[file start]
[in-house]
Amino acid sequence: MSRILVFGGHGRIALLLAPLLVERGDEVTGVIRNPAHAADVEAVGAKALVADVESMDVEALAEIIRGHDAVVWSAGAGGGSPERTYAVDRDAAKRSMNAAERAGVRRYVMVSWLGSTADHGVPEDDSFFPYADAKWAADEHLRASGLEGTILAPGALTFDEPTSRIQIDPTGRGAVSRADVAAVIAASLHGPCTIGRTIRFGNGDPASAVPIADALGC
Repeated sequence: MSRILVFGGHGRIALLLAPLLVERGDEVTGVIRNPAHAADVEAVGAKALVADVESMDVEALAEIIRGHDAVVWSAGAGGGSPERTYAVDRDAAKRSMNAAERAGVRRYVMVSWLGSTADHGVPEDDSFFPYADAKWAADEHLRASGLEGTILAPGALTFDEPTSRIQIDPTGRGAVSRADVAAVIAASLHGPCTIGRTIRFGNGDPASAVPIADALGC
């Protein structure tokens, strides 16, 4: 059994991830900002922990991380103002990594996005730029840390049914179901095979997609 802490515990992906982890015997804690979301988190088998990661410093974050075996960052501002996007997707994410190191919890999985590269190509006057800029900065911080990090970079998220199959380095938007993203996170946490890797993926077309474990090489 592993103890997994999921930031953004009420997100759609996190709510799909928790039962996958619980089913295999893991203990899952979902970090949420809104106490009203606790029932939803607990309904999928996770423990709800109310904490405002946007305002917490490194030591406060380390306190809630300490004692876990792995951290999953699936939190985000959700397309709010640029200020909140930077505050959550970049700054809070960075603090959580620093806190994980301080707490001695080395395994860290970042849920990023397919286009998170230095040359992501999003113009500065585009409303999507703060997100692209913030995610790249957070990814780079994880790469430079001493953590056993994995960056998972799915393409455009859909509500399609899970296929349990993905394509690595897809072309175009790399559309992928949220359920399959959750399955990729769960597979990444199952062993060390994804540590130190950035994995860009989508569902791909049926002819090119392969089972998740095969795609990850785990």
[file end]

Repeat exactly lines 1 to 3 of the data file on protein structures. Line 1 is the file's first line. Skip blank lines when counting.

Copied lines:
[in-house]
Amino acid sequence: MSRILVFGGHGRIALLLAPLLVERGDEVTGVIRNPAHAADVEAVGAKALVADVESMDVEALAEIIRGHDAVVWSAGAGGGSPERTYAVDRDAAKRSMNAAERAGVRRYVMVSWLGSTADHGVPEDDSFFPYADAKWAADEHLRASGLEGTILAPGALTFDEPTSRIQIDPTGRGAVSRADVAAVIAASLHGPCTIGRTIRFGNGDPASAVPIADALGC
Repeated sequence: MSRILVFGGHGRIALLLAPLLVERGDEVTGVIRNPAHAADVEAVGAKALVADVESMDVEALAEIIRGHDAVVWSAGAGGGSPERTYAVDRDAAKRSMNAAERAGVRRYVMVSWLGSTADHGVPEDDSFFPYADAKWAADEHLRASGLEGTILAPGALTFDEPTSRIQIDPTGRGAVSRADVAAVIAASLHGPCTIGRTIRFGNGDPASAVPIADALGC